Teen pregnancy, once a declining problem, is once again on the rise, particularly in minority communities. To combat the trend, one Massachusetts nurse started a program aimed at educating students and parents about teen pregnancy before it occurs.
Every newborn enters the world with the unlimited promise and potential of a life yet to be lived. However, alarming research conducted in Utah has revealed that all babies may not have the same chances, particularly those born to African Americans and Pacific Islanders.
This month, researchers at the University of Rhode Island’s College of Nursing will present their latest findings from a 23-year-long study of premature infants, the longest running study of its kind in the United States, at the Congress of the European Group of Pediatric Work Physiology at the U
From the neonatal ward to young adults, minority nurses are fighting for the future health of their communities. These nurses are leading innovative new programs and advocating for disparities that exist even for their smallest patients.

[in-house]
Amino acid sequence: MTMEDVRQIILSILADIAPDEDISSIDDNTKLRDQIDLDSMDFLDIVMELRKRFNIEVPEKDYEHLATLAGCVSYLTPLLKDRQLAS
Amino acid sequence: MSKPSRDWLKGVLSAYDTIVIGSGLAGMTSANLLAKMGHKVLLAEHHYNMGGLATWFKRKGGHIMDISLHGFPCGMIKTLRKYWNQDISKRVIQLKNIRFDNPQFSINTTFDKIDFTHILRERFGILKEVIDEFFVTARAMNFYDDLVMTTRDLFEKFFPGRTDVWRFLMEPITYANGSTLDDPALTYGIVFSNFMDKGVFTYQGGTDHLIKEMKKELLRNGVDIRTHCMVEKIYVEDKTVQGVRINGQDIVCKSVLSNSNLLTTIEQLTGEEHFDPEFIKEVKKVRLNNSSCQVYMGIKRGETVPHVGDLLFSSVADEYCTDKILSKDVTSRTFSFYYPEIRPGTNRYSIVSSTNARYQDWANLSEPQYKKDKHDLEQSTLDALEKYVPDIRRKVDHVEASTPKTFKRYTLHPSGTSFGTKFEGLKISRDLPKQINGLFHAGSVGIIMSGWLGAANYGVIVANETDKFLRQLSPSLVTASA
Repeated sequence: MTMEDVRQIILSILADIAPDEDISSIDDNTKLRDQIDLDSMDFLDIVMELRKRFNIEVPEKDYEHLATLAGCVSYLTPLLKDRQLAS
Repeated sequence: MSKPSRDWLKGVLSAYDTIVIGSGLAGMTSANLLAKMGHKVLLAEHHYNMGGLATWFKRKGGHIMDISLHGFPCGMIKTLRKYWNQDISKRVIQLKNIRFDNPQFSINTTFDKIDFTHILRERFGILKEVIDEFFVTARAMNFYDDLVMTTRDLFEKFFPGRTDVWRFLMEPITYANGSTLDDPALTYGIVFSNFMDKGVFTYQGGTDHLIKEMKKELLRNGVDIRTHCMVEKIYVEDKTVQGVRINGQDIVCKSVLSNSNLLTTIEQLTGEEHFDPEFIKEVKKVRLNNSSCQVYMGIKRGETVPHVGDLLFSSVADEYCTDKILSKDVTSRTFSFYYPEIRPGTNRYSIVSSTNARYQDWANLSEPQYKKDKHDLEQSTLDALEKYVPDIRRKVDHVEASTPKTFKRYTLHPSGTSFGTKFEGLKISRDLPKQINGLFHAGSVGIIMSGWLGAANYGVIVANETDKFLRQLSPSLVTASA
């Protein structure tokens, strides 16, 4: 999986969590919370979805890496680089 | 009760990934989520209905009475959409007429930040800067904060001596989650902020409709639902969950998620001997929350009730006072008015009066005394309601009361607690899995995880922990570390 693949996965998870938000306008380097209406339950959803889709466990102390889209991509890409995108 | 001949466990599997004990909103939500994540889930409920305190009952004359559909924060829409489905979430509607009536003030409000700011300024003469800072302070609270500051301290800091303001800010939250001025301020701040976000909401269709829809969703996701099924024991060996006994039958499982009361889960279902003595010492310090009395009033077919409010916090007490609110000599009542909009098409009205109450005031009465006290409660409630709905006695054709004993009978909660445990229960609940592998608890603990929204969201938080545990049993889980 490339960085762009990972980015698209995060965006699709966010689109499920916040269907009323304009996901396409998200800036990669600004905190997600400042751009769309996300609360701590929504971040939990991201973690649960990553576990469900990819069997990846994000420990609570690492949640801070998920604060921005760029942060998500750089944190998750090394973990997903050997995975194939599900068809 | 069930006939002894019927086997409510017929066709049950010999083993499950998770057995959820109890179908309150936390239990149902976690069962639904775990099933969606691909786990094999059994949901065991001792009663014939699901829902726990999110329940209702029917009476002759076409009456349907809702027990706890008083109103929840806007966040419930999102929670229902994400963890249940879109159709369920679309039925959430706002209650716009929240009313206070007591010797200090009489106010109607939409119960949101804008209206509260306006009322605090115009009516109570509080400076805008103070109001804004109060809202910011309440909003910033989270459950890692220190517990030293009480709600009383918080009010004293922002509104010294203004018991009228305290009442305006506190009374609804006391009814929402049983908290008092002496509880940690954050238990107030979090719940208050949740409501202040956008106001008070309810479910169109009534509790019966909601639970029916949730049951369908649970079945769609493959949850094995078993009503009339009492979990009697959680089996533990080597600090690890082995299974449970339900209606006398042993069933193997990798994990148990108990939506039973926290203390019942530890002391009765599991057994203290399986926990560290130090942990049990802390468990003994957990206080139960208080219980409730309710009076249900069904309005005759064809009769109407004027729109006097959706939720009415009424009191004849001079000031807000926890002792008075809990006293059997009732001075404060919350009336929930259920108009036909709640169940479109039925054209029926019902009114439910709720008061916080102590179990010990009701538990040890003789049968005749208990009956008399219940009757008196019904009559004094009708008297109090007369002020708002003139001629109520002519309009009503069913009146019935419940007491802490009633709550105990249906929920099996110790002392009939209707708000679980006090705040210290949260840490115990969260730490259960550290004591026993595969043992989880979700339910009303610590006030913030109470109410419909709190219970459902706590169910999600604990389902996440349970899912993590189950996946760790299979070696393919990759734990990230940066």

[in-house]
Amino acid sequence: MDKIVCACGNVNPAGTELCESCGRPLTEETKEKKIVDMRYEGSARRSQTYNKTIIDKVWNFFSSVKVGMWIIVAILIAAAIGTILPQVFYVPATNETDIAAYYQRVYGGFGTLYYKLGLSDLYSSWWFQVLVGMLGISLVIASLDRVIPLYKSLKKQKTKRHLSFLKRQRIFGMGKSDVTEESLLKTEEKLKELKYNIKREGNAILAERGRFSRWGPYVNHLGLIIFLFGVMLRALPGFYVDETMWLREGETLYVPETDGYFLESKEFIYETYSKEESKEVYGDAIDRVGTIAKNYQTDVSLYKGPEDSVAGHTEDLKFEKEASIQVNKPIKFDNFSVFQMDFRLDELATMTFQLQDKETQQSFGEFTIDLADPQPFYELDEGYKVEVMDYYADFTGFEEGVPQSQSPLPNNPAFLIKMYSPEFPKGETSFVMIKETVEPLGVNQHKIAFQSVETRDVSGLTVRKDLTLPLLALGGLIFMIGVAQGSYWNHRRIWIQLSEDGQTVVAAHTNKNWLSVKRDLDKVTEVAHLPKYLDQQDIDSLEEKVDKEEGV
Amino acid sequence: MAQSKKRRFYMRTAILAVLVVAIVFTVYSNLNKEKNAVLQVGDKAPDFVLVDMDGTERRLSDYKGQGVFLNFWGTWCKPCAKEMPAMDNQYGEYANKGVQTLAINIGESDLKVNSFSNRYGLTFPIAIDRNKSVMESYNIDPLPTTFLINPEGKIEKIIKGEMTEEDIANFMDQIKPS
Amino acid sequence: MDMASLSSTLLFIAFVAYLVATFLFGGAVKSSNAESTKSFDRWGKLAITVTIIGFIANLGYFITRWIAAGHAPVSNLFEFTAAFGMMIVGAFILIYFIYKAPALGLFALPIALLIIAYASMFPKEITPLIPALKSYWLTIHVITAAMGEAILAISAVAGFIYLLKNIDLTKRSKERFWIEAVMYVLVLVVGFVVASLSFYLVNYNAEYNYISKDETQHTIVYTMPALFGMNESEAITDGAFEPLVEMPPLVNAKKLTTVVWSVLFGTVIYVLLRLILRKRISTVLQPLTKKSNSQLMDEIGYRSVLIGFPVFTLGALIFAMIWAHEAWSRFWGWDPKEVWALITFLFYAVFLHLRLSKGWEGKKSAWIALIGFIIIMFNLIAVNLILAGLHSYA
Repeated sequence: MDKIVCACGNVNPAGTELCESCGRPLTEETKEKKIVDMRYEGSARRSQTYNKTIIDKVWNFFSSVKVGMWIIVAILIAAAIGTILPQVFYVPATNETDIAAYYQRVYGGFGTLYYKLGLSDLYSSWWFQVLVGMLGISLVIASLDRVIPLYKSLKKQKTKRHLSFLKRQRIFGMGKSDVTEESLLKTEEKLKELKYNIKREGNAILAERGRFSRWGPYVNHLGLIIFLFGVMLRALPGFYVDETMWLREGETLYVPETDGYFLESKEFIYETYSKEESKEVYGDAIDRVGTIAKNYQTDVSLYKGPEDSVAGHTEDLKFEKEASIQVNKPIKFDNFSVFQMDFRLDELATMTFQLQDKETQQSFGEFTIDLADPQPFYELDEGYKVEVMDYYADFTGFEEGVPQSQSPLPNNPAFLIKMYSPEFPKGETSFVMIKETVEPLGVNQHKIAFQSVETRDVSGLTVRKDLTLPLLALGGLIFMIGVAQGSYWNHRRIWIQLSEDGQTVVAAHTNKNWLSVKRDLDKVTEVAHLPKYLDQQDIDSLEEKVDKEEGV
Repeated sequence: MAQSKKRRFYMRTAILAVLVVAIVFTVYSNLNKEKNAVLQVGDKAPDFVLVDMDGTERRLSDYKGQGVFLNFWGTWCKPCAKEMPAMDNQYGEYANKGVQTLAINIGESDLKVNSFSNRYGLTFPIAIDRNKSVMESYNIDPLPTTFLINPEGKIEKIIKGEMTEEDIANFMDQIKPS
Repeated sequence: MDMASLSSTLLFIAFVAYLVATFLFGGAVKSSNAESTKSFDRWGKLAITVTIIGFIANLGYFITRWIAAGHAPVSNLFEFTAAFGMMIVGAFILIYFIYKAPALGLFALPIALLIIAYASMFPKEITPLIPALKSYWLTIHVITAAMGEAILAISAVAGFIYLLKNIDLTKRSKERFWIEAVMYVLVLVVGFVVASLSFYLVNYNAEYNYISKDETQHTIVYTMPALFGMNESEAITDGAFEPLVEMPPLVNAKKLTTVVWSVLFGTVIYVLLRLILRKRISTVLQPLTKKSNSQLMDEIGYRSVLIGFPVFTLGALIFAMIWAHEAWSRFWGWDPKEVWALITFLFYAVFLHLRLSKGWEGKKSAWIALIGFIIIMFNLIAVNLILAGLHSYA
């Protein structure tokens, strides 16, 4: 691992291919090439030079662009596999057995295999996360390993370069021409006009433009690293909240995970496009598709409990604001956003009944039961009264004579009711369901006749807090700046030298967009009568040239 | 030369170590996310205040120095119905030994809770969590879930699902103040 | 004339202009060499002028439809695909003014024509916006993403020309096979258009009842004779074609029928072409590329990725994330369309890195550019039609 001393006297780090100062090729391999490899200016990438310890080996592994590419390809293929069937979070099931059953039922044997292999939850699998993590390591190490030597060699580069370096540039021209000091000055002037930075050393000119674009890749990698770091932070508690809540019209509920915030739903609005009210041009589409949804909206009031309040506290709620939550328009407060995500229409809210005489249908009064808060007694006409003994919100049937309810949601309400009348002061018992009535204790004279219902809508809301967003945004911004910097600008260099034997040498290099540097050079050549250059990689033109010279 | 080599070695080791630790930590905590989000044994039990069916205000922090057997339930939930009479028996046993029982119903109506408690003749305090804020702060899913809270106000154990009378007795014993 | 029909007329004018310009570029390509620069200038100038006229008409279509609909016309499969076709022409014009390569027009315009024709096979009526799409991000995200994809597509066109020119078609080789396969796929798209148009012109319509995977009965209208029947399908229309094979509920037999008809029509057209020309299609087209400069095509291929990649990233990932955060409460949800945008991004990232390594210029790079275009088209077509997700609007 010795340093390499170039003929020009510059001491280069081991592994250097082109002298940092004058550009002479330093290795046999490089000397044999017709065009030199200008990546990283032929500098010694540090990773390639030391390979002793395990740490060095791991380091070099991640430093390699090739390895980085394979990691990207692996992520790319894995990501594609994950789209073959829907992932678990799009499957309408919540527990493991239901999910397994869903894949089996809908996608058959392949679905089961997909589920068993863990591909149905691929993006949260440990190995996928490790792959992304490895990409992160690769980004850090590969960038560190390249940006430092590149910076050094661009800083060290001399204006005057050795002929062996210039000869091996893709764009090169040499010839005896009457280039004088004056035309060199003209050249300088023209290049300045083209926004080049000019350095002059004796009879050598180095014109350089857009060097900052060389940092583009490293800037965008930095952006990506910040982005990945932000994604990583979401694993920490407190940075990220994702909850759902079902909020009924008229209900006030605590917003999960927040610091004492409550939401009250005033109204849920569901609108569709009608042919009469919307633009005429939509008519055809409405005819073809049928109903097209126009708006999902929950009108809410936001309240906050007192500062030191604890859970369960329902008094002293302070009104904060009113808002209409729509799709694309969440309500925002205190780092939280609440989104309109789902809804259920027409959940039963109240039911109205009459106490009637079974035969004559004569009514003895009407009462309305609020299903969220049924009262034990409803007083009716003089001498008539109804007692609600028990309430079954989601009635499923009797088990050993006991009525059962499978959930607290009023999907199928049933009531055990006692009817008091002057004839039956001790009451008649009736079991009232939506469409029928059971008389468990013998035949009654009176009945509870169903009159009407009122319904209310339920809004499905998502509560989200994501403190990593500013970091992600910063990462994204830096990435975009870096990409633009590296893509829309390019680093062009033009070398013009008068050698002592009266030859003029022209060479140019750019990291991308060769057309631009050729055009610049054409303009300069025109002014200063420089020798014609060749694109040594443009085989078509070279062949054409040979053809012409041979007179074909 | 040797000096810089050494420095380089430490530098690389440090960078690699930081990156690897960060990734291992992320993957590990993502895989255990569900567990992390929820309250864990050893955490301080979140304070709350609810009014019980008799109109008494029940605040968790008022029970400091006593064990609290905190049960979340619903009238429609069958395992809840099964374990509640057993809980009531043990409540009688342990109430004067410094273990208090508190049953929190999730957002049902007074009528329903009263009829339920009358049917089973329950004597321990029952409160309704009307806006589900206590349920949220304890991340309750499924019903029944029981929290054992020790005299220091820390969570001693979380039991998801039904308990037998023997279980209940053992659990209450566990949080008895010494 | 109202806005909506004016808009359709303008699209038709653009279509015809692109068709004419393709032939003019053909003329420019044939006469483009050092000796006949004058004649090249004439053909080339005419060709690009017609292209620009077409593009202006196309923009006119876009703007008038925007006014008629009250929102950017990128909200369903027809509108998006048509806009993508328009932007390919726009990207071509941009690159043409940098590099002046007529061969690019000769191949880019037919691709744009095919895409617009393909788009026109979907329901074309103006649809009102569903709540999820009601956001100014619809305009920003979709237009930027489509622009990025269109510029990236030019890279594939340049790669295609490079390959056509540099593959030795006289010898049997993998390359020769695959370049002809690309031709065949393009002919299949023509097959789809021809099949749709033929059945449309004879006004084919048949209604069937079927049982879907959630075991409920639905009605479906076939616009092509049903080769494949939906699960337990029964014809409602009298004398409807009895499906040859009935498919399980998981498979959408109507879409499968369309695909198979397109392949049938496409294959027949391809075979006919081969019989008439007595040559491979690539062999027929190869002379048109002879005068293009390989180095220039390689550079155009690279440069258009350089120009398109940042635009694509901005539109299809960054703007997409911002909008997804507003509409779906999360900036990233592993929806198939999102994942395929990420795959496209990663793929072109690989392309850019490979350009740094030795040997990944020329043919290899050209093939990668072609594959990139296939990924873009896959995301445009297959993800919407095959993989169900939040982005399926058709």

Are you looking for an opportunity to help change the lives of some of the most vulnerable patients in the entire health care system? Consider psychiatric-mental health nursing—a specialty with an urgent need for more minority nurses.
Although budget cutbacks are restricting hiring in some states, America’s school districts are facing an unprecedented need for school nurses who can provide care to students with a diverse range of cultural and medical needs.
Immunization levels for minority children and adults still lag behind those of the majority population. Many federally funded initiatives are working to combat this disparity--and minority nurses are fighting in the front lines.
From multilingual patient education materials to articles about health conditions that disproportionately affect children of color, information to help you care for today’s culturally diverse families is just a mouse click away